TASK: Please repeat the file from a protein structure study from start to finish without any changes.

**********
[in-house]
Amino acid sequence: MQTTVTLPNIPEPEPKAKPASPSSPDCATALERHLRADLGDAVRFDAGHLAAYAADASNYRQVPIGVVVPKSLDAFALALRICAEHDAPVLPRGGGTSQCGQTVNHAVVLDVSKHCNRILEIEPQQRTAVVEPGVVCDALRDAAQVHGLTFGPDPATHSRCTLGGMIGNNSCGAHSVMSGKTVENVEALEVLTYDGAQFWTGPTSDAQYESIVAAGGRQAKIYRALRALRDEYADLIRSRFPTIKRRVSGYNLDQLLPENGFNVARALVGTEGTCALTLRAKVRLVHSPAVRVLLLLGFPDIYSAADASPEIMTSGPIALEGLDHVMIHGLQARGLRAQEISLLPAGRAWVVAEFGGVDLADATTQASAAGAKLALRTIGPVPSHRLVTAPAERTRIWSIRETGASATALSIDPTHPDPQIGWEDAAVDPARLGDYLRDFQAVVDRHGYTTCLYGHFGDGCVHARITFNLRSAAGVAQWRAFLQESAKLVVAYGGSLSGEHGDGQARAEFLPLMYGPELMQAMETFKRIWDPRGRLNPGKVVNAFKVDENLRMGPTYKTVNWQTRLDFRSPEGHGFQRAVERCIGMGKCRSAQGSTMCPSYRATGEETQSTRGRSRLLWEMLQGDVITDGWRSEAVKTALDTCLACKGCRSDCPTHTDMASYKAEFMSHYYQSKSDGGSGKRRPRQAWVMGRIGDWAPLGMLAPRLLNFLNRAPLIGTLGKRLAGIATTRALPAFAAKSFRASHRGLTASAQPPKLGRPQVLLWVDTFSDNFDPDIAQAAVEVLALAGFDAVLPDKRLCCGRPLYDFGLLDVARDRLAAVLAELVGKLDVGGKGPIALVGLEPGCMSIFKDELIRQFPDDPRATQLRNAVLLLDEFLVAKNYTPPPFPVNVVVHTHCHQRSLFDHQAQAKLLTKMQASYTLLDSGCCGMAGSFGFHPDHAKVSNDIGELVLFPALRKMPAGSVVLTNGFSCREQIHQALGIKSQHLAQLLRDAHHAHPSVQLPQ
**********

[in-house]
Amino acid sequence: MQTTVTLPNIPEPEPKAKPASPSSPDCATALERHLRADLGDAVRFDAGHLAAYAADASNYRQVPIGVVVPKSLDAFALALRICAEHDAPVLPRGGGTSQCGQTVNHAVVLDVSKHCNRILEIEPQQRTAVVEPGVVCDALRDAAQVHGLTFGPDPATHSRCTLGGMIGNNSCGAHSVMSGKTVENVEALEVLTYDGAQFWTGPTSDAQYESIVAAGGRQAKIYRALRALRDEYADLIRSRFPTIKRRVSGYNLDQLLPENGFNVARALVGTEGTCALTLRAKVRLVHSPAVRVLLLLGFPDIYSAADASPEIMTSGPIALEGLDHVMIHGLQARGLRAQEISLLPAGRAWVVAEFGGVDLADATTQASAAGAKLALRTIGPVPSHRLVTAPAERTRIWSIRETGASATALSIDPTHPDPQIGWEDAAVDPARLGDYLRDFQAVVDRHGYTTCLYGHFGDGCVHARITFNLRSAAGVAQWRAFLQESAKLVVAYGGSLSGEHGDGQARAEFLPLMYGPELMQAMETFKRIWDPRGRLNPGKVVNAFKVDENLRMGPTYKTVNWQTRLDFRSPEGHGFQRAVERCIGMGKCRSAQGSTMCPSYRATGEETQSTRGRSRLLWEMLQGDVITDGWRSEAVKTALDTCLACKGCRSDCPTHTDMASYKAEFMSHYYQSKSDGGSGKRRPRQAWVMGRIGDWAPLGMLAPRLLNFLNRAPLIGTLGKRLAGIATTRALPAFAAKSFRASHRGLTASAQPPKLGRPQVLLWVDTFSDNFDPDIAQAAVEVLALAGFDAVLPDKRLCCGRPLYDFGLLDVARDRLAAVLAELVGKLDVGGKGPIALVGLEPGCMSIFKDELIRQFPDDPRATQLRNAVLLLDEFLVAKNYTPPPFPVNVVVHTHCHQRSLFDHQAQAKLLTKMQASYTLLDSGCCGMAGSFGFHPDHAKVSNDIGELVLFPALRKMPAGSVVLTNGFSCREQIHQALGIKSQHLAQLLRDAHHAHPSVQLPQ